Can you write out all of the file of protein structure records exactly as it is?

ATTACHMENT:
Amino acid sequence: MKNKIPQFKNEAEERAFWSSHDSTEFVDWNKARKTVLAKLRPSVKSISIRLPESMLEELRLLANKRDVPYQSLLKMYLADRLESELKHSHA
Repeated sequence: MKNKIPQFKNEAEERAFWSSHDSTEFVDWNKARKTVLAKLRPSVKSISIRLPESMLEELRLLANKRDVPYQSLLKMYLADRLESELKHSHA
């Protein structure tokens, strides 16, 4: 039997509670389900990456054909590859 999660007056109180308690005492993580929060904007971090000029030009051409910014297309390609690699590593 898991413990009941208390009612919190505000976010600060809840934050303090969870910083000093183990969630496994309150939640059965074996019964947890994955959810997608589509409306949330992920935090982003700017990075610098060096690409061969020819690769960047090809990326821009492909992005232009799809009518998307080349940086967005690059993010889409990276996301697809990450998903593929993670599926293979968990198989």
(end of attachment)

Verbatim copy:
Amino acid sequence: MKNKIPQFKNEAEERAFWSSHDSTEFVDWNKARKTVLAKLRPSVKSISIRLPESMLEELRLLANKRDVPYQSLLKMYLADRLESELKHSHA
Repeated sequence: MKNKIPQFKNEAEERAFWSSHDSTEFVDWNKARKTVLAKLRPSVKSISIRLPESMLEELRLLANKRDVPYQSLLKMYLADRLESELKHSHA
């Protein structure tokens, strides 16, 4: 039997509670389900990456054909590859 999660007056109180308690005492993580929060904007971090000029030009051409910014297309390609690699590593 898991413990009941208390009612919190505000976010600060809840934050303090969870910083000093183990969630496994309150939640059965074996019964947890994955959810997608589509409306949330992920935090982003700017990075610098060096690409061969020819690769960047090809990326821009492909992005232009799809009518998307080349940086967005690059993010889409990276996301697809990450998903593929993670599926293979968990198989």